To Avoid Jail, The Tour De France Fan Who Caused The Pile-Up
The spectator who caused one of the largest pile-ups in Tour de France history appeared in court on Thursday, charged with hurting dozens of riders, but prosecutors requested a suspended sentence, so he appeared to be on the way out.
The 31-year-old French woman, whose identity was suppressed after she was subjected to a barrage of online abuse, has already expressed her regret for her “stupidity” to prosecutors.
She escaped the crowd of journalists gathering outside the courthouse in Brest, western France, wearing a blue jumper.
However, her lawyer’s request for the trial to be held behind closed doors was denied by the presiding judge.
On allegations of endangering life and causing unintended injury, the prosecution demanded a four-month suspended sentence.
For the charges, she could have been fined up to 15,000 euros ($17,300) and sentenced to a year in prison under French law.
Solenn Briand, the prosecutor, admitted that she was aware of “how risky” her actions were and expressed regret.
The trial was postponed until December 9 for a decision.
The woman, who has no criminal history, had gone to the first stage of the Tour on June 26 in the hopes of having a placard observed by television cameras.
It said “Allez, Opi-Omi,” which is German for “grandpa and granny,” and was an homage to her family’s German heritage.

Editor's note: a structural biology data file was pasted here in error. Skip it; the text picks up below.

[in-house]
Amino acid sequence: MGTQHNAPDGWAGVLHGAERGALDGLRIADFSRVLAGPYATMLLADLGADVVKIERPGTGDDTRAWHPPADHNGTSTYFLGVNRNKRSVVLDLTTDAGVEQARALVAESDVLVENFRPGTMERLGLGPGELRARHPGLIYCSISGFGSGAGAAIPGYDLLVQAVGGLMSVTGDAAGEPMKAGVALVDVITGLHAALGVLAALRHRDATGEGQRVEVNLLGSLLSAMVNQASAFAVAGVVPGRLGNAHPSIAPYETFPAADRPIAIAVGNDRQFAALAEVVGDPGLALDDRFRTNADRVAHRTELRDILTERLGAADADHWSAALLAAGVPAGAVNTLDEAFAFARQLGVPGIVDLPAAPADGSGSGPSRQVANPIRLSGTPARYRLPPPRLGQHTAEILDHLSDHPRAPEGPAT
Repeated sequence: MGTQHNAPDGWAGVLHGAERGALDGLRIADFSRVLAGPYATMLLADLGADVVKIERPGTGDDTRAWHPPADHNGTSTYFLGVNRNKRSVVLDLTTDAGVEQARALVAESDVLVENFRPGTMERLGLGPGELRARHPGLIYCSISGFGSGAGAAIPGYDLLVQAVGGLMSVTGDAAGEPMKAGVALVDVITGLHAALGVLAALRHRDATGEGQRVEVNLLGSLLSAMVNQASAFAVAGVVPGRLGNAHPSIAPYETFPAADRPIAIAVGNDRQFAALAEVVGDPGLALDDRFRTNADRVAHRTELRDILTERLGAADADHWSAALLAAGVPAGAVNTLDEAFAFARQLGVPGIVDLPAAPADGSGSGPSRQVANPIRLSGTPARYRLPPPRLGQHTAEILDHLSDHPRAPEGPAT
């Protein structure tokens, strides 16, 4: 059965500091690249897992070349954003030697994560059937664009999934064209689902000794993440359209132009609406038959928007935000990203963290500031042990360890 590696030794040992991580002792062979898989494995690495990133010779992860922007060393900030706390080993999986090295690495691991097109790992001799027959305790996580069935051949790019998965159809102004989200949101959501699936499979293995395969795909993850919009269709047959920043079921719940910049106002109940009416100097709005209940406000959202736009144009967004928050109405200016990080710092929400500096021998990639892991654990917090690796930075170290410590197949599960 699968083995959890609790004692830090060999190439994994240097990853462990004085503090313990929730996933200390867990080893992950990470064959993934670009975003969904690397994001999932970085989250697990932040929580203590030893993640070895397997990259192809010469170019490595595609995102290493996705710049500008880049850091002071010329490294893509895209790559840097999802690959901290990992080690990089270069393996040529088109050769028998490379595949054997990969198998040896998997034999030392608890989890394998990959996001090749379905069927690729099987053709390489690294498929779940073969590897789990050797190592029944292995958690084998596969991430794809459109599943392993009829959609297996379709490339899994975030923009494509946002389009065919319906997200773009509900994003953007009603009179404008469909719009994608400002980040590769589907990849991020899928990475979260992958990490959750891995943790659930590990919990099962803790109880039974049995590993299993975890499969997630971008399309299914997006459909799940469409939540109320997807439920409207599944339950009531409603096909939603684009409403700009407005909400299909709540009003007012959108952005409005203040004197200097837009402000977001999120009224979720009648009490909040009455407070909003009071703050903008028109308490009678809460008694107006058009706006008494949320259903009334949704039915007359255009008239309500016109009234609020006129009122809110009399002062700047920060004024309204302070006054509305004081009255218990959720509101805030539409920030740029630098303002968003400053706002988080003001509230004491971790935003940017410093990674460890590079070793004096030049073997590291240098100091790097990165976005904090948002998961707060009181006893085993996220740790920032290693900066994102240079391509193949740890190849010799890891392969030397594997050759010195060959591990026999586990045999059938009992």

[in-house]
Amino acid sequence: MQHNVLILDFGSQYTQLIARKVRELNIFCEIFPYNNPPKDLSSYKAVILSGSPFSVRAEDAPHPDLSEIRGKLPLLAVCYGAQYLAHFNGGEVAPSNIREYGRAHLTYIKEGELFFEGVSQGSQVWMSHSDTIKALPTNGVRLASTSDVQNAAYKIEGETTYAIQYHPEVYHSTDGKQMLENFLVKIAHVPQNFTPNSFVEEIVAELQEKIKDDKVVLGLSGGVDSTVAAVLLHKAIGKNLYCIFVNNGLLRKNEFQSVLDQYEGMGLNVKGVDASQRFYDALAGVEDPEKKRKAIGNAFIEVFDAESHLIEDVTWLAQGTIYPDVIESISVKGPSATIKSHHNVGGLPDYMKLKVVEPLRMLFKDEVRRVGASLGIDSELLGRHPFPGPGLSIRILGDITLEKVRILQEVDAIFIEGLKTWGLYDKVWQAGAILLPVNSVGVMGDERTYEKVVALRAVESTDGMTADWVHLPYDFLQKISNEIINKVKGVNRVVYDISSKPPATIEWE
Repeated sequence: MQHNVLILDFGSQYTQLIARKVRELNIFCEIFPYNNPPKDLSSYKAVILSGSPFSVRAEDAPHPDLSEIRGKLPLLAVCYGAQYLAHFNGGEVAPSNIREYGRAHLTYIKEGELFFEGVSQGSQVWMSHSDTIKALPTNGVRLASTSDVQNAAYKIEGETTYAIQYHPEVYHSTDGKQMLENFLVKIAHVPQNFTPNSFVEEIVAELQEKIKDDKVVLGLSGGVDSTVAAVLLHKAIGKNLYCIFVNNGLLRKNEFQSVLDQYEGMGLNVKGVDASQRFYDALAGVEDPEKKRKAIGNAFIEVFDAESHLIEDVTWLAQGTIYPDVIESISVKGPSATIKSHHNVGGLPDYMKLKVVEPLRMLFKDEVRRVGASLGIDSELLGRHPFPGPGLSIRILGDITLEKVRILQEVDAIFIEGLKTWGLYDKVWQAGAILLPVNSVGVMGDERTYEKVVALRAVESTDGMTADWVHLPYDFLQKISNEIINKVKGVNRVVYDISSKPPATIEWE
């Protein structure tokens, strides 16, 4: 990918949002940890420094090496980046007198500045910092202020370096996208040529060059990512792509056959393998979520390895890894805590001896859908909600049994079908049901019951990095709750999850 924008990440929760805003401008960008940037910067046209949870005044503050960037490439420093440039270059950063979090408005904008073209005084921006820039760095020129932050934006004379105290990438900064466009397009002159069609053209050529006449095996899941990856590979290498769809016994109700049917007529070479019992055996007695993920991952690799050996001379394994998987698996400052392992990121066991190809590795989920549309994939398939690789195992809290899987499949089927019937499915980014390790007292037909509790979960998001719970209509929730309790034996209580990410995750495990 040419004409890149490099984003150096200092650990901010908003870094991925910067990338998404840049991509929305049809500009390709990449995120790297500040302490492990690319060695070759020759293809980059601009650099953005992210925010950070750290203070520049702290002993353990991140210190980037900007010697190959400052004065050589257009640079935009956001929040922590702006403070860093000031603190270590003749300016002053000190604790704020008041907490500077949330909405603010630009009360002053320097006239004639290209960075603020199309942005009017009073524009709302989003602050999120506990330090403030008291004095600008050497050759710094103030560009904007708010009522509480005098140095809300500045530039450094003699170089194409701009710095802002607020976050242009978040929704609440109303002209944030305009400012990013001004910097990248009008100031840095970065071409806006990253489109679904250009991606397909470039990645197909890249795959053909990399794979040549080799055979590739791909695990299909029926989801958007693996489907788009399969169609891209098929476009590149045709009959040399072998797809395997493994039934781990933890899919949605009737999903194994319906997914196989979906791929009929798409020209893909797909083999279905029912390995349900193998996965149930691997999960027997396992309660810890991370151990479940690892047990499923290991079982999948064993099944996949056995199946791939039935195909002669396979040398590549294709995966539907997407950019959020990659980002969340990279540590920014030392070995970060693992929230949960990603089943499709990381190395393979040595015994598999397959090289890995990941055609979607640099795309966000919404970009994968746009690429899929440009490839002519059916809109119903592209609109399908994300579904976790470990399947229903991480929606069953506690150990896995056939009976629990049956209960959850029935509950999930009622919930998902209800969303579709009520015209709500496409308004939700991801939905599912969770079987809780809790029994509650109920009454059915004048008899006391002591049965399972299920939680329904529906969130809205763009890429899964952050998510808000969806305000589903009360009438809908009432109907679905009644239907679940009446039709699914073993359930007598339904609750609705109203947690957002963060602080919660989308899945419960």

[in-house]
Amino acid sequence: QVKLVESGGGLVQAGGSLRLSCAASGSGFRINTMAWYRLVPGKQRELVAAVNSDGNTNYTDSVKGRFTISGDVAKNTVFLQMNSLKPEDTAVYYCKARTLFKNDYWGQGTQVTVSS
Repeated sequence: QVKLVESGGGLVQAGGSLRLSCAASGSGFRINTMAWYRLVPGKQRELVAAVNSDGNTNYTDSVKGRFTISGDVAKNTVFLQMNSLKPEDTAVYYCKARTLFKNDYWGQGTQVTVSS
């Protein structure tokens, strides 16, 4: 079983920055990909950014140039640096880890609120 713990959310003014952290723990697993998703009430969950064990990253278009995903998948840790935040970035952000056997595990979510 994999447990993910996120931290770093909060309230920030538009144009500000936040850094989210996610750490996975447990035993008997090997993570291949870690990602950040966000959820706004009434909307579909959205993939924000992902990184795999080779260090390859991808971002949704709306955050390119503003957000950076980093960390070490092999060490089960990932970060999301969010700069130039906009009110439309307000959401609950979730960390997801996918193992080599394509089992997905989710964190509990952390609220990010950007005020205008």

However, as the peloton drove along a small road toward the finish in Landerneau, western France, she moved out too far in front of the densely packed bunch.
Tony Martin, a German rider, was unable to avoid colliding with her and crashed, causing hundreds of racers to crash and others to swerve into the masses of bystanders.
Fans and race organizers were outraged when they saw video footage of the crash and gruesome scenes of doctors responding to dazed or grimacing victims, especially when they realized the woman had fled the scene instead of waiting to help.
She hid for four days before turning herself in to the authorities.
Several riders, including Spain’s Marc Soler, who had both arms shattered, had to withdraw from the race.
However, Julien Bradmetz, the woman’s lawyer, stated that his client had “a weak personality for many years.”
“This fragility has now multiplied tenfold, and my client is currently living in hell,” he said.
The trial began on the same day that the race’s organizers revealed the route and stages for next year’s race, which would begin in Copenhagen and feature routes via Switzerland and Belgium.
The Tour’s organizers, the Amaury Sport Organisation (ASO), had prepared to sue at first but then changed their minds. The Washington Newsday Brief News is a daily newspaper published in Washington, D.C.